Cisco Spark API with NodeJS: Getting Started

Last post I talked about getting started with Tropo’s NodeJS module. What I failed to mention is that there is also a Spark NodeJS Module. Using Spark with NodeJS is just as easy to work with and opens up a great deal of opportunities to integrate your work processes into communication channels in Spark.

But before we jump into code the best place to start is with the Spark Developer site. https://developer.ciscospark.com/.

There are a couple of reasons to visit the developer site besides the documentation for the various Spark API’s. Its also an easy way to grab your Spark access token so we can do some simple code examples without getting to hot and heavy with authentication. Once you login to the site on the far right click on your avatar to get your access token which we will need to do our first code samples.

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Pretty simple so far. Now to make use of access token probably the easiest way is to set an environmental variable when you start your Node application from the terminal or cmd prompt. Below is the command to use to start you node app with your access token.

$CISCOSPARK_ACCESS_TOKEN=<your developer portal token> node ./server.js

Also don’t forget to install the NodeJS Cisco Spark Module. Check it out here https://www.npmjs.com/package/ciscospark. To install using npm:

$npm install ciscospark –save

One of the most basic examples is to request a list of rooms. I recently integrated an application I was building to log error output to a test Spark room but before I could do that I had to find out the room ID.  This simple example is a great way to do that.

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// Fetch your 5 most recently created rooms
//
// Run with
// CISCOSPARK_ACCESS_TOKEN=<your developer portal token> node ./1-access-token.js

var ciscospark = require('ciscospark');
ciscospark.rooms.list({max: 5})
  .then(function(rooms) {
    console.log(rooms);
  })
  .catch(function(reason) {
    console.error(reason);
    process.exit(1);
  });

Using lodash we can then find the rooms you are after. In the example below we are call the Spark API to list our rooms and using using lodash to sort the JSON response to console log one room. If you haven't noticed yet the Spark Node SDK is making use of promises. Our examples are being kept pretty simple promises make working with the API a lot easier versus using callbacks.Also note our example uses a process.argv to access the command line and room name you enter when starting your node process. Also don’t forget your access token if you not authenticating using another method.

$CISCOSPARK_ACCESS_TOKEN=<your developer portal token> node ./server.js <room name>

If you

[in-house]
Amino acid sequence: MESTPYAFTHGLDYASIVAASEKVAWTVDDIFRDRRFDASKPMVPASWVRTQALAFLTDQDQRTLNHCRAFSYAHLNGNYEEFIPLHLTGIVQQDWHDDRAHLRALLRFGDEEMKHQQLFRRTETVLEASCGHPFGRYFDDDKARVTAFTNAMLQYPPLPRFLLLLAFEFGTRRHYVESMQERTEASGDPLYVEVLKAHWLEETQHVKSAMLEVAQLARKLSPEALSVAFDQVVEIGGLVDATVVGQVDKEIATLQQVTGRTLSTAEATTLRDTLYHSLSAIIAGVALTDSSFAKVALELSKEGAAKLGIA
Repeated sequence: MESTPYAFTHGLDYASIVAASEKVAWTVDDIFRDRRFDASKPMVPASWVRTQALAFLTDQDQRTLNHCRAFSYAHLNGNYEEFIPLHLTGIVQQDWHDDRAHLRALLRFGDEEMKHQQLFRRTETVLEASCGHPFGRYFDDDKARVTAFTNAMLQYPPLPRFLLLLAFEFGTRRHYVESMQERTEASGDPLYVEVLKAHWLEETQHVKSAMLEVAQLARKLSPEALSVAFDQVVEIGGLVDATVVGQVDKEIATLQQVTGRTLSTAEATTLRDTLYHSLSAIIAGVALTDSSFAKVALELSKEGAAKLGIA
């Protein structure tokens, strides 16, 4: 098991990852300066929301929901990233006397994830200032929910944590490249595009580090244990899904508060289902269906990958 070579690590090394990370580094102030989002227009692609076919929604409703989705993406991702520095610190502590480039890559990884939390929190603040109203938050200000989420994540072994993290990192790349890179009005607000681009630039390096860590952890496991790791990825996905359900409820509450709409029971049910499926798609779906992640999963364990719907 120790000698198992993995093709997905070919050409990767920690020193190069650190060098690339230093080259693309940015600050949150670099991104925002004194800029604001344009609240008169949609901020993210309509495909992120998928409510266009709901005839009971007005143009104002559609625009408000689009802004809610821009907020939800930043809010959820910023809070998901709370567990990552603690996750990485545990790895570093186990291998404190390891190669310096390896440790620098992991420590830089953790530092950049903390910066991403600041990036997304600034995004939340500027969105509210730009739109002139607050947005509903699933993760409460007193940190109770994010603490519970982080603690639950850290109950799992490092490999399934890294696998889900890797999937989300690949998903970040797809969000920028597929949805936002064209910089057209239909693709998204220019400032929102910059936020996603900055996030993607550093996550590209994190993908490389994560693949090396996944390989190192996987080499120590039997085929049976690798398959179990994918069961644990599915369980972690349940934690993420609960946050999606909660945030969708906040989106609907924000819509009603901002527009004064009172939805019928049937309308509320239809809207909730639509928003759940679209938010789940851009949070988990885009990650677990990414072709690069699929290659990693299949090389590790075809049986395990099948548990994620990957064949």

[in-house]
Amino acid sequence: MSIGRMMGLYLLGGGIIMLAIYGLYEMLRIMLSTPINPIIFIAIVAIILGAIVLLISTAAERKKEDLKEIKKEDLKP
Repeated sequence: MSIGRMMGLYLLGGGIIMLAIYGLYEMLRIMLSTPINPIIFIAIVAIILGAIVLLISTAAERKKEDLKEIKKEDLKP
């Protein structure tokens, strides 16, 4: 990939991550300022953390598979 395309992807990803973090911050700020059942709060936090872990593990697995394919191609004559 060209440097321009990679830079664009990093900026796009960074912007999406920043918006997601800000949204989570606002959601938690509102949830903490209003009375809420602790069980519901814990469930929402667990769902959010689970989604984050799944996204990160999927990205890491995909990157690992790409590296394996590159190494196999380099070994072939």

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// Fetch your five most recently created rooms and log the first one with the title specified on the command line
//
// 1. Run npm install --save lodash
// 2. Run with
// node ./server.js <room name>

var lodash = require('lodash');

if (process.env.NODE_ENV !== 'production') {
  require('dotenv').config();
}

var ciscospark = require('ciscospark');
ciscospark.rooms.list({max: 5})
  .then(function(rooms) {
    var room = _.find(rooms, {title: process.argv[2]});
    console.log(room);
  })
  .catch(function(reason) {
    console.error(reason);
    process.exit(1);
  });

Our last example fetches the five last created rooms. Lets pause here for moment to cover that a little better. When you use the list rooms it calls your last created rooms not your last updated. Its an important distinction to make as you may have to pull a much larger list of rooms to get the room you require. Once we get our rooms we list the messages of the room with specified title.

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// Fetch your five most recently created rooms and list the messages for the first room with the specified title
//
// Run with
// node ./server.js <room name>

var lodash = require('lodash');

if (process.env.NODE_ENV !== 'production') {
  require('dotenv').config();
}

var ciscospark = require('ciscospark');
ciscospark.rooms.list({max: 5})
  .then(function(rooms) {
    var room = _.find(rooms, {title: process.argv[2]});
    return ciscospark.messages.list({roomId: room.id});
  })
  .then(function(messages) {
    console.log(messages);
  })
  .catch(function(reason) {
    console.error(reason);
    process.exit(1);
  });

I hope you enjoyed our first look at the Spark SDK. Thanks to Ian Remmel for supplying the examples listed. Over the next few weeks and months I will be posting more examples of working with both Tropo and Spark SDK’s and API’s.

If you have built a Spark application let me know about it. I am excited to see what people are building in this exciting new era of communication API’s.

VoIPNorm

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